|GILSONITE VEIN NEAR BONANZA, UTAH|
One of the major subdivisions of the northern Colorado Plateaus is the Uinta Basin, a large basin associated with the Sevier/Laramide (Cretaceous & early Tertiary) Orogeny and located in eastern Utah south of the Uinta Mountains. The Basin is a structural basin, as opposed to a topographic basin, meaning that it is a very large syncline, and a compliment to the anticlinal Uinta Mountains. The structure is related to the Piceance Basin of northwestern Colorado, and the Fossil and Green River Basins north of the Mountains in Wyoming. The rocks in the Basin are an interesting sequence of latest Paleocene (~58 my) to early Oligocene (~28my) basin-fill sediments consisting of, in ascending order, the Colton Formation (stream and flood plain deposits), the Green River Formation (Lake Uinta, part of a large fresh water lake system), the Uinta Formation (lake edge and lake filling sediments), and the Duchesne River Formation (stream and flood plain sediments on top of the lake sediments.
The Basin is well-known for its production of oil and gas, as well as for interesting examples of solid hydrocarbons--kerogen-rich mudstone (oil shale) and bitumen-impregnated sandstone (tar sands). But perhaps the most interesting hydrocarbon in the Basin is one that a few years ago (pre-1995) would not be classified as a ”mineral” and that is Uintaite, referred to in this article as the trade name Gilsonite. In 1995 the International Mineralogical Association adopted a new definition of a mineral as “an element or chemical compound that is normally crystalline and that has been formed as a result of geological processes” (Nickel, 1995). This definition opened the way for an organic class of substances that included hydrocarbons of which Gilsonite is a member. Gilsonite is a solid hydrocarbon that comes from the solidification of petroleum. It is usually a dull black in the field and resembles coal; however, some fresh surfaces are quite shiny with a conchoidal fracture and superficially looks a little like obsidian.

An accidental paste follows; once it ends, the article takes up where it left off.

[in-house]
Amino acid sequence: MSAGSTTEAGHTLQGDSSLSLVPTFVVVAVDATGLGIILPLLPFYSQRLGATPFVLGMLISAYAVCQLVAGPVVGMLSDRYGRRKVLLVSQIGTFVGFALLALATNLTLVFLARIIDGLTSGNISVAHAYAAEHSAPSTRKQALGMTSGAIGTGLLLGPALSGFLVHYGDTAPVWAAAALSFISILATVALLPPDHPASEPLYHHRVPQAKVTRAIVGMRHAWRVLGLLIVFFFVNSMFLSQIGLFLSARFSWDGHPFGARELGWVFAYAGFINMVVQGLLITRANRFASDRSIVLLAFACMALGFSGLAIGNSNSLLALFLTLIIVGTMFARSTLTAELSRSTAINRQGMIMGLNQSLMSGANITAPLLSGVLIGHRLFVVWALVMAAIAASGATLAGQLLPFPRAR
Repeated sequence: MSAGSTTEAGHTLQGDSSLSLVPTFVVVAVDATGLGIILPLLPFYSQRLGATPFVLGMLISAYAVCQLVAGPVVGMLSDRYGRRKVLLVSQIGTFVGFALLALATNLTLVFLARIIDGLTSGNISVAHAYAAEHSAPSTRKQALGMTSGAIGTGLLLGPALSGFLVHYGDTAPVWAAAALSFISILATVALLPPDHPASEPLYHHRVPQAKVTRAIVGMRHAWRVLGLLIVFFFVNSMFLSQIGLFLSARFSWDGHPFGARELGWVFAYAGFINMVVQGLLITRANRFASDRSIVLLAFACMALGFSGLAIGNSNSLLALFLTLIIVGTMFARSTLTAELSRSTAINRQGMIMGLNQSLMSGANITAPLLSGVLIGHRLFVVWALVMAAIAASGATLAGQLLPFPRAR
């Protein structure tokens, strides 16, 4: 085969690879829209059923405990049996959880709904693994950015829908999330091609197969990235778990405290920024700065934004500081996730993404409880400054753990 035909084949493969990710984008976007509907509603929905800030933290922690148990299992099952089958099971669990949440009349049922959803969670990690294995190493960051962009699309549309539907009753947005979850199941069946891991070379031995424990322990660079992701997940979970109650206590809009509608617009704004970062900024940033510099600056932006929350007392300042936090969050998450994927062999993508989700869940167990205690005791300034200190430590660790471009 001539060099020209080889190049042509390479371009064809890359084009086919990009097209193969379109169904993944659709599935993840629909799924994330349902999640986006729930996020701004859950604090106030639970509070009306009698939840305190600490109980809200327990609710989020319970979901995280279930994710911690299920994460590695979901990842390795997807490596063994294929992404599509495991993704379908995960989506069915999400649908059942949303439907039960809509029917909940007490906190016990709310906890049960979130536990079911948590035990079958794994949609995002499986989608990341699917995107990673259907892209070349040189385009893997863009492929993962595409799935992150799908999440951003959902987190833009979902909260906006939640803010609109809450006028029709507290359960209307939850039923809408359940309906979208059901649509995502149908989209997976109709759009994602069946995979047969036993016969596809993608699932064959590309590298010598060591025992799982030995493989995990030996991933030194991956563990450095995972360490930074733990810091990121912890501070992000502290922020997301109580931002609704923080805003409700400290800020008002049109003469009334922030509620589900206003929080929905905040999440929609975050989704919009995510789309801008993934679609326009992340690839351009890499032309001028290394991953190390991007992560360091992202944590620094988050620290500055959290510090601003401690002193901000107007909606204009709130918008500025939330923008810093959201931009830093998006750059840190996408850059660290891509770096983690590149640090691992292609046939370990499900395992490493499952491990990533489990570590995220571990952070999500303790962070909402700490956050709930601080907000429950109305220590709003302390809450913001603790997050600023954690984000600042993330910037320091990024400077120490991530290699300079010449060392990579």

Gilsonite in the Uinta Basin occurs in long veins (measured in miles) from a few inches to several feet thick and hundreds of feet in a vertical direction. Most thick veins occur in the Green River and Uinta Formations, both units are Eocene in age. In fact, the veins seem “rooted” in the oil shales of the Green River Formation. Tripp (2004) believes the Gilsonite had its beginning in the large amounts of organic debris that accumulated in the sediments of tropical Lake Uinta. The burial of these sediments created heat and pressure and the Green River oil shales were formed. Again, burial of the oil shales created water and hydrogen and this explosive mixture was expelled and created fractures in the surrounding rock. These fractures were later filled with petroleum whose viscosity disappeared with desiccation. Gilsonite is essentially solid “oil”.
|ABANDONED ELEVATOR IN GILSONITE VEIN|
The Uintah also hauled passengers, freight, mail and livestock but was abandoned in 1939. Perhaps its best known cargo---the Dinosaur bones Earl Douglas quarried from what is now Dinosaur National Monument but were then shipped to the Carnegie Museum in Pittsburg. Today a few grades remain and I have done some hiking along the railway route. In the 1970’s spikes associated with the tracks were common; today, rare.
|TIMBERS SHORING UP OLD GILSONITE VEIN|
And, for a special treat, check out the video of the railroad at:
Burton, D. K. 1996, A History of Uintah County: Scratching the Surface in Utah Centennial County History Series: Salt Lake City: Utah State Historical Society, Salt Lake City.
Nickel, E. H., 1995, The Definition of a Mineral: The Canadian Mineralogist, v. 33, no. 3.
The Uintah Railway, 2009: http://home.bresnan.net/~bpratt15/
Tripp, B. T., 2004, Gilsonite, an Unusual Utah Resource: Utah Geological Survey Notes, v. 36, no. 3.